Category Archives: Foot of Avebury Down

Foot of Avebury Down Dig – Day 7


Dig with a view: our Foot of Avebury Down site with the green banks of Avebury henge in the middle distance© National Trust / Nicola Snashall

One of the great privileges of working and digging in the Avebury landscape is that you become familiar with looking at it from some very different perspectives to the ones you’ll find in the text books. From our site at the Foot of Avebury Down you get a fantastic view of the henge which really shows how it sits on a plateau within a landscape bowl surrounded by hills.

Today we’ve opened up another trench in the pasture field (Trench 3) to see if we can spot any fall-off in the concentration of stone working waste that we’re finding. And so far the indications are that its continuing, though we’ll have to wait and see if we get the same quantities.

As a major strand of the Living with Monuments Project we’re exploring the make-up of the soils and the ancient environment in and around Avebury. This will help us work out what the environment was like in the past. Where were the trees? Where was the grassland? Did this change through time? Are their indications of ancient cultivation? Where were the  palaeo-channels (ancient water courses)? But it will also help us locate areas where we might find well-preserved archaeology that may be masked by colluvium (soils washed down from hill-tops) or alluvium (soils dumped from rivers and streams overtopping their banks).

MA Snail box

No prizes for guessing Mike’s specialist subject… © National Trust / Nicola Snashall

And today we had our two ancient environment detectors-in-chief  out in the field (literally) with us. Dr Mike Allen (Allen Environmental Archaeology) knows everything there is to know about chalkland soils and snails. As Mike would tell you snails are fussy little critters, with particular species only living in very particular micro-habitats. Which is great for archaeologists working on chalk – where pollen doesn’t survive well – because it gives us a way of mapping the ancient environment.

The other half of our ancient environment tag team is Professor Charly French (Cambridge University). Charly is an expert in soil micro-morphology and mapping palaeo-hydrology (ancient water courses). Our hope is that, coupled with the Electro Magnetic Induction surveys being carried out by Dr Philippe de Smedt (Ghent University), in five years time our understanding of what different places in and around the Avebury landscape looked like at different times during the Neolithic and Bronze Age will have been transformed. And all this starts with two men in a wheat field…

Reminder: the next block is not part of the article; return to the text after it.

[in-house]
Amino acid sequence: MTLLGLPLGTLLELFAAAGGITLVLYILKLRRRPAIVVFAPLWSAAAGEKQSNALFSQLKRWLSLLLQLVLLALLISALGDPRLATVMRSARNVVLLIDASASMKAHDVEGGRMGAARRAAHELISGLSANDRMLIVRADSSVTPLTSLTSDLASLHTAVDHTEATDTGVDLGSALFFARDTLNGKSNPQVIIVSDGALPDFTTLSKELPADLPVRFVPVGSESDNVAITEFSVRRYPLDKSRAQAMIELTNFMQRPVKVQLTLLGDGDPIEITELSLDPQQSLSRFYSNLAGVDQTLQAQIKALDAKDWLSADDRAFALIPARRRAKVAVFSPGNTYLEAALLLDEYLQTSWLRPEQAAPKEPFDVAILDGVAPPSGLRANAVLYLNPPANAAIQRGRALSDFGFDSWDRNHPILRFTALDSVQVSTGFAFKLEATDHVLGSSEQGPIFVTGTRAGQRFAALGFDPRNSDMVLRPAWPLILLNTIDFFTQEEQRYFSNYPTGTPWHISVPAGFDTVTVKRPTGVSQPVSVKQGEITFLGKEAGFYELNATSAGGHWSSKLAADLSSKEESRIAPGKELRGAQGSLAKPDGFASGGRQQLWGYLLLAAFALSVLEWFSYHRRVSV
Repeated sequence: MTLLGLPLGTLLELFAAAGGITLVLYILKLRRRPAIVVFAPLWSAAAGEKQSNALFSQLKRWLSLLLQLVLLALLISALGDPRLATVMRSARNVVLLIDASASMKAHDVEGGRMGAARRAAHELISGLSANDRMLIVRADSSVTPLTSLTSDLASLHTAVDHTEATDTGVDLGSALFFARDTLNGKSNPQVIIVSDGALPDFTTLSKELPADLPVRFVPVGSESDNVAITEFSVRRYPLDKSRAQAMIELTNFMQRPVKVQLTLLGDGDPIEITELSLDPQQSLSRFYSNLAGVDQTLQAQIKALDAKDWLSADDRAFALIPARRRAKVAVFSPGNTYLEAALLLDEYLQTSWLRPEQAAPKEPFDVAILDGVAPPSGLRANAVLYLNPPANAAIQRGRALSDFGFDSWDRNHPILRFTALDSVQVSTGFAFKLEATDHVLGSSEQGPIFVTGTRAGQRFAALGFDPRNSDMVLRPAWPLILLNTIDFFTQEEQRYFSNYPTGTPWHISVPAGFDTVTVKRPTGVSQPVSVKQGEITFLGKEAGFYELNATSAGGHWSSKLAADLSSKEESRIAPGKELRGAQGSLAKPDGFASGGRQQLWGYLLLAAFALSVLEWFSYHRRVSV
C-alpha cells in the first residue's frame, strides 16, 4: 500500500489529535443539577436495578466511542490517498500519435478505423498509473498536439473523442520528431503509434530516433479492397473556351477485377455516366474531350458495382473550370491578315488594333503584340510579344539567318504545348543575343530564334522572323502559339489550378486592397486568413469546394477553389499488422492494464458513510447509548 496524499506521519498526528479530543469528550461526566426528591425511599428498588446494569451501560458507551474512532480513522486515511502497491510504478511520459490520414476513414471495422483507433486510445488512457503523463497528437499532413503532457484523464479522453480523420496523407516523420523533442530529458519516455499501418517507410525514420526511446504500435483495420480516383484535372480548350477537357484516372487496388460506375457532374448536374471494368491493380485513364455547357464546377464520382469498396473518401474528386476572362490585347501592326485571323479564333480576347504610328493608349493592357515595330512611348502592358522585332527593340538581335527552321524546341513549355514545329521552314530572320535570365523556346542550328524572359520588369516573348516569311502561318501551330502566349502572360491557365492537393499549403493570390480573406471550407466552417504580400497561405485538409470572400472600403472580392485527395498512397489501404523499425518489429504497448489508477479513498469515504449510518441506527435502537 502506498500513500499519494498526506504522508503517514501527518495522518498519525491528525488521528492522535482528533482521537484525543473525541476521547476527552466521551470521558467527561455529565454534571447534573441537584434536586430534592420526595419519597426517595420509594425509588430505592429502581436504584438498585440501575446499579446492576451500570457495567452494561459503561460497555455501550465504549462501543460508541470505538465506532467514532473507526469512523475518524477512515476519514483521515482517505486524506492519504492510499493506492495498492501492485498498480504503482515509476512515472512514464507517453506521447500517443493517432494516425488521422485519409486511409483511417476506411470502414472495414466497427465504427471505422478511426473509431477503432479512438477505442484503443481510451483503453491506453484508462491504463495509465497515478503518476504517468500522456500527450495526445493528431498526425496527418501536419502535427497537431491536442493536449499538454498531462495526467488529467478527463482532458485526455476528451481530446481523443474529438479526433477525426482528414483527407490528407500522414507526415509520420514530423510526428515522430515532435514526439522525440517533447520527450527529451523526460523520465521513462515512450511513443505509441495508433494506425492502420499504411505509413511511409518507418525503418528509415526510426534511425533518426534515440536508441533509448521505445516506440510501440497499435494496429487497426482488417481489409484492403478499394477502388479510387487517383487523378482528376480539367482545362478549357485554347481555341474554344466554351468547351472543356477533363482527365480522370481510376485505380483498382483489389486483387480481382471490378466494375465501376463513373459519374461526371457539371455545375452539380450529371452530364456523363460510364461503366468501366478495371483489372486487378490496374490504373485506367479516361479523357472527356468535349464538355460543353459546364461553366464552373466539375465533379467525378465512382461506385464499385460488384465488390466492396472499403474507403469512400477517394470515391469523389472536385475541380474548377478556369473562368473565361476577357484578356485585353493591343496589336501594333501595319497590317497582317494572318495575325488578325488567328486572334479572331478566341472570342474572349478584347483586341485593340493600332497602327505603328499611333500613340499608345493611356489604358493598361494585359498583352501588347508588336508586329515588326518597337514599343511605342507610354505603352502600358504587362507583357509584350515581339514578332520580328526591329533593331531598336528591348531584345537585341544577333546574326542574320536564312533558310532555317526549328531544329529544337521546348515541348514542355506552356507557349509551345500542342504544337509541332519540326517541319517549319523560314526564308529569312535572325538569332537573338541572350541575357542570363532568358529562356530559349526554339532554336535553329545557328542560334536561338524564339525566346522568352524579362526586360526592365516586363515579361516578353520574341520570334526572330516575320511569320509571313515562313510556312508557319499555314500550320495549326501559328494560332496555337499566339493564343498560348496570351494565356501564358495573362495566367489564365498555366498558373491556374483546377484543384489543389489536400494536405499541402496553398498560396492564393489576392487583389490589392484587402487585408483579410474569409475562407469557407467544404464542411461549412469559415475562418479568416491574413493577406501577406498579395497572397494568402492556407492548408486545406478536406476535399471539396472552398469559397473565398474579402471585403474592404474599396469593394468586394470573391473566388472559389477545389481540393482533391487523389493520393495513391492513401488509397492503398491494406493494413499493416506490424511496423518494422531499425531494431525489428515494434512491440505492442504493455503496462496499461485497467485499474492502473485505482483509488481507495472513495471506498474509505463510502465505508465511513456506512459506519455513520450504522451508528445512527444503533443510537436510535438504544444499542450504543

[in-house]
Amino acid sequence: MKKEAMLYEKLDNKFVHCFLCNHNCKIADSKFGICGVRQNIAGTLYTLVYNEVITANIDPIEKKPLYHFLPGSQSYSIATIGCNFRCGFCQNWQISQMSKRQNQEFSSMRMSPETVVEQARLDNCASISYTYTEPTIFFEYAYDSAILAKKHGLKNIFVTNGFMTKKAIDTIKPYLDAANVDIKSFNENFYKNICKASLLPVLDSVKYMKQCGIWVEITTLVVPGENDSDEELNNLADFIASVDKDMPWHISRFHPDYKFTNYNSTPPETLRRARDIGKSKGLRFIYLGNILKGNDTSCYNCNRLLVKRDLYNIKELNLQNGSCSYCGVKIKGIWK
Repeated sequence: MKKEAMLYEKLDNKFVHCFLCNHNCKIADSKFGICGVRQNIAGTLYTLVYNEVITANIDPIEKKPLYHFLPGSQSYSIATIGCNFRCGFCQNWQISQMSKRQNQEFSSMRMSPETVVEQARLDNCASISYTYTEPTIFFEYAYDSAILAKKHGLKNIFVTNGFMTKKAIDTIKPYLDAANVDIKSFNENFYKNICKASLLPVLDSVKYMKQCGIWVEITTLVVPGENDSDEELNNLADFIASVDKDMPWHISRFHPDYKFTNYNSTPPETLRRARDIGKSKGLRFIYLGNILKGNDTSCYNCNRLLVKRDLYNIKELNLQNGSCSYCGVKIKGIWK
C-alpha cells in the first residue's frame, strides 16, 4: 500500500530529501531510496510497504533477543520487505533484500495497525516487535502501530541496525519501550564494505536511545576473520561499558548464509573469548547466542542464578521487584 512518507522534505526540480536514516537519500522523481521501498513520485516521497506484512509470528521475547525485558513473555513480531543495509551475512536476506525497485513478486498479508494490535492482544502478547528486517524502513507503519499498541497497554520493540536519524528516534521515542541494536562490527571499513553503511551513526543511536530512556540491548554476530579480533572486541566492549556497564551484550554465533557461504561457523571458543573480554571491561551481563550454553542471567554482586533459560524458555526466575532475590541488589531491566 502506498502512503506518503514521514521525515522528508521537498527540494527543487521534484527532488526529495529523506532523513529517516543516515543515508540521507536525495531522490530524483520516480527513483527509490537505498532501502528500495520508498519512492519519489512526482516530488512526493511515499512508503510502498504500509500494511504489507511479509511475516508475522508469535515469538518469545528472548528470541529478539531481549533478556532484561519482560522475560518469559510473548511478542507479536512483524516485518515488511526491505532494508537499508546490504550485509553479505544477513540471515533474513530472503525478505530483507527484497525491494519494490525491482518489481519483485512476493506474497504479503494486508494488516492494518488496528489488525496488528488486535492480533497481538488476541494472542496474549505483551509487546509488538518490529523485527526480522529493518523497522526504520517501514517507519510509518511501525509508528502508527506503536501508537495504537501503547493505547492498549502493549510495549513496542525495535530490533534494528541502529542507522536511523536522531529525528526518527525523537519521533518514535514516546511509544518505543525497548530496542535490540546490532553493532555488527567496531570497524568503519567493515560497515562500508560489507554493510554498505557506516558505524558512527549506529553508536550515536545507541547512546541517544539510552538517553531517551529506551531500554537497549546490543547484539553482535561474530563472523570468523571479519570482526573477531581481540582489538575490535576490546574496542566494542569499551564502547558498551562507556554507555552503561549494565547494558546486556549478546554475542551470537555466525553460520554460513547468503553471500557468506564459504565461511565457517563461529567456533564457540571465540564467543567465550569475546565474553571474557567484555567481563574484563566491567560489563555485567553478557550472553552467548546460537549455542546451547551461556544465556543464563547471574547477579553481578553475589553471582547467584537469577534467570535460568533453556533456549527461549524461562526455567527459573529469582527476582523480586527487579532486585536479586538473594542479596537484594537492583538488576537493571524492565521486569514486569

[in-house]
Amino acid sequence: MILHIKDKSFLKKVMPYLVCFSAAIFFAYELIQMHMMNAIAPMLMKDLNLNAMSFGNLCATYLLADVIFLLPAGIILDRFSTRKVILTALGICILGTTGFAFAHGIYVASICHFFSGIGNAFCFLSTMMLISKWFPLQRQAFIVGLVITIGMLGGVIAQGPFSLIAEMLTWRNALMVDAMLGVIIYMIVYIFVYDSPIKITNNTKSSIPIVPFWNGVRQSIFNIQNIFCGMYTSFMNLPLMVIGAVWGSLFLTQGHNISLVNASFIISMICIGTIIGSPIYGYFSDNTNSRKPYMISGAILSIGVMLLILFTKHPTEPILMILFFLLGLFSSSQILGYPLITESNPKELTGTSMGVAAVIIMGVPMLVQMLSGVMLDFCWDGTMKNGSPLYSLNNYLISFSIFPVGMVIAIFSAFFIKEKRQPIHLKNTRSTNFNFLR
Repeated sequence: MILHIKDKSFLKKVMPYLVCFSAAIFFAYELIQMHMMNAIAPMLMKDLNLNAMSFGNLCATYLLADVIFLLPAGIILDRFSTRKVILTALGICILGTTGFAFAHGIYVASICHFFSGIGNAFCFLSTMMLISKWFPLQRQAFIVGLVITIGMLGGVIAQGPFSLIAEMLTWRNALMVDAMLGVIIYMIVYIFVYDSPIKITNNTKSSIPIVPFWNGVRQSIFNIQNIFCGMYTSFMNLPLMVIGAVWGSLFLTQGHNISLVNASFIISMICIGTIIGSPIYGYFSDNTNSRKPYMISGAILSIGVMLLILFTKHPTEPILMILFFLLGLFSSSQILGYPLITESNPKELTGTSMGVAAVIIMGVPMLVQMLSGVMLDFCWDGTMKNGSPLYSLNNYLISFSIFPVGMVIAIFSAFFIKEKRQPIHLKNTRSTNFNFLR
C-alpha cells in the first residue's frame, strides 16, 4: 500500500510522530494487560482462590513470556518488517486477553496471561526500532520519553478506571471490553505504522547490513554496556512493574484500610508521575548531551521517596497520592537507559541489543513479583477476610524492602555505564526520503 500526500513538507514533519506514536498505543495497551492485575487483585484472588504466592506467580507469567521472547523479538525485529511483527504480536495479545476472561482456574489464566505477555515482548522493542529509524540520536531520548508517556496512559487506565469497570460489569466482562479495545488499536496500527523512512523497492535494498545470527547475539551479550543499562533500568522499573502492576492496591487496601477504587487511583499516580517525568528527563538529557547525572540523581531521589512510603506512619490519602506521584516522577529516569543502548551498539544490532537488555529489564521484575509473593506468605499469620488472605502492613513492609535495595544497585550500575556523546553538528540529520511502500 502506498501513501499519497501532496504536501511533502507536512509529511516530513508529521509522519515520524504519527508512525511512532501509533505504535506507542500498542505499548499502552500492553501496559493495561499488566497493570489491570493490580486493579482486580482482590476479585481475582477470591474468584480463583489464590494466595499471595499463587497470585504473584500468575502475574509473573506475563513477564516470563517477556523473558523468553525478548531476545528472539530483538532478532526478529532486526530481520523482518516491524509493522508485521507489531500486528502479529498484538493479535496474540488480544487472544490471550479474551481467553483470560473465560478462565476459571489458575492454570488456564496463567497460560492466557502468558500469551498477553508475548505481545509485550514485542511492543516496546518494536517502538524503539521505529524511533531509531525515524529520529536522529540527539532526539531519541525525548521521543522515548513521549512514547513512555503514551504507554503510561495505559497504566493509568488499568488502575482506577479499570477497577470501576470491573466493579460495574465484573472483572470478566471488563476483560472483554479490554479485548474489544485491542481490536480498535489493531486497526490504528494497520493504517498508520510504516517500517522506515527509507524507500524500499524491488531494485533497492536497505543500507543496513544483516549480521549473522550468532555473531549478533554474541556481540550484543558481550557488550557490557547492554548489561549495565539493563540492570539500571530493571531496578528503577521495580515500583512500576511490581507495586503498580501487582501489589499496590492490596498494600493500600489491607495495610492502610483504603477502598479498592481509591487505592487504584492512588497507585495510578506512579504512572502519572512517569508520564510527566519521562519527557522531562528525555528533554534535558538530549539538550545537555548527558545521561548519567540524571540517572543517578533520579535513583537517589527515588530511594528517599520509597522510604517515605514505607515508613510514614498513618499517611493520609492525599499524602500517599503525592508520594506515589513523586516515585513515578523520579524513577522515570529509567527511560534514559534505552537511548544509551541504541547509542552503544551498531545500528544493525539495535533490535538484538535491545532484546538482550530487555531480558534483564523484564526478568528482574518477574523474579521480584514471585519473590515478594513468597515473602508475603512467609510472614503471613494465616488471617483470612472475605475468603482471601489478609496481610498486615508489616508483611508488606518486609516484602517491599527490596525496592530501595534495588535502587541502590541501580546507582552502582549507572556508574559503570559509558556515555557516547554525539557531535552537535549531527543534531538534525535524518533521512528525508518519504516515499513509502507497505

Two men in a field: Charly and Mike get down to work  © National Trust / Nicola Snashall


Foot of Avebury Down Dig – Day 5

We’ve finished our chequerboard excavation of Trench 1! Now it needs a clean back to really bring out the features we’ve identified. We’ve had a Middle Bronze Age day today, with a pottery sherd in the top fill of a feature, found by two delighted students, and it looks like a few post holes have been revealed! More on this to follow…


Trench 1, almost finished! ©National Trust/Briony Clifton


We started our excavation of Trench 2 in the late morning, using the same method as Trench 1. Tomorrow is the team’s day off so they will be unwinding tonight, ready for the start of the second week on site on Sunday.


The first excavators of Trench 2 ©National Trust/Briony Clifton

Foot of Avebury Down Dig – Day 4

It’s Day 4 and we have begun excavating the remaining squares in Trench 1, taking samples from some in order to recover micro-debitage (tiny flint chips or flakes which are by-products of flint-working). This material from the chosen squares goes into sample sacks which are tied up and labelled with the square’s number; this allows us to see any spatial patterns that may emerge in the post-excavation analysis.


The team collecting samples from the ‘chequerboard’ ©National Trust/Briony Clifton

Our find of the day was another lovely barbed and tanged arrowhead, found by Dave who said it was the second arrowhead he’s found in 30 years of digging!



The barbed and tanged arrowhead from Dave’s square ©National Trust/Briony Clifton